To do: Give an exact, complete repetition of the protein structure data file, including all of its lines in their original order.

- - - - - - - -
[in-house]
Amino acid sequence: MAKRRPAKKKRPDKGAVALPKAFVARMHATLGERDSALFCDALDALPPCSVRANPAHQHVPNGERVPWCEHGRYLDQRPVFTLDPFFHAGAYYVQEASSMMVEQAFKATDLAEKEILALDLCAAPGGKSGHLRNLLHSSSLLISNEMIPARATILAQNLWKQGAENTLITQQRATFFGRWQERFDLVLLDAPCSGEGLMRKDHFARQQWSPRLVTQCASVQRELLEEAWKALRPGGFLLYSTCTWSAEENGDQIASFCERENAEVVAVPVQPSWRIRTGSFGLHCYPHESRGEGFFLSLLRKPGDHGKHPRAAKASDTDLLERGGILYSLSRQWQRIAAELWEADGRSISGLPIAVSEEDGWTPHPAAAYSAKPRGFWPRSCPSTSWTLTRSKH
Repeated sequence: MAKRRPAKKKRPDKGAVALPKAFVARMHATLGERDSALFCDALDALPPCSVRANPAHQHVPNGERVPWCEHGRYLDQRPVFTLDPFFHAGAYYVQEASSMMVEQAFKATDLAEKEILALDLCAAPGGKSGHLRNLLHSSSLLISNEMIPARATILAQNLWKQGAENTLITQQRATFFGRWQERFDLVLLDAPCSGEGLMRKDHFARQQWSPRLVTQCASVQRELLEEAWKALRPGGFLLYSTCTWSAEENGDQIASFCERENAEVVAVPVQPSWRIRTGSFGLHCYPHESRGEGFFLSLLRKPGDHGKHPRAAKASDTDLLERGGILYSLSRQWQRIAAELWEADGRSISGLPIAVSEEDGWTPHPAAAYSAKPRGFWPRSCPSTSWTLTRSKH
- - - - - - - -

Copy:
[in-house]
Amino acid sequence: MAKRRPAKKKRPDKGAVALPKAFVARMHATLGERDSALFCDALDALPPCSVRANPAHQHVPNGERVPWCEHGRYLDQRPVFTLDPFFHAGAYYVQEASSMMVEQAFKATDLAEKEILALDLCAAPGGKSGHLRNLLHSSSLLISNEMIPARATILAQNLWKQGAENTLITQQRATFFGRWQERFDLVLLDAPCSGEGLMRKDHFARQQWSPRLVTQCASVQRELLEEAWKALRPGGFLLYSTCTWSAEENGDQIASFCERENAEVVAVPVQPSWRIRTGSFGLHCYPHESRGEGFFLSLLRKPGDHGKHPRAAKASDTDLLERGGILYSLSRQWQRIAAELWEADGRSISGLPIAVSEEDGWTPHPAAAYSAKPRGFWPRSCPSTSWTLTRSKH
Repeated sequence: MAKRRPAKKKRPDKGAVALPKAFVARMHATLGERDSALFCDALDALPPCSVRANPAHQHVPNGERVPWCEHGRYLDQRPVFTLDPFFHAGAYYVQEASSMMVEQAFKATDLAEKEILALDLCAAPGGKSGHLRNLLHSSSLLISNEMIPARATILAQNLWKQGAENTLITQQRATFFGRWQERFDLVLLDAPCSGEGLMRKDHFARQQWSPRLVTQCASVQRELLEEAWKALRPGGFLLYSTCTWSAEENGDQIASFCERENAEVVAVPVQPSWRIRTGSFGLHCYPHESRGEGFFLSLLRKPGDHGKHPRAAKASDTDLLERGGILYSLSRQWQRIAAELWEADGRSISGLPIAVSEEDGWTPHPAAAYSAKPRGFWPRSCPSTSWTLTRSKH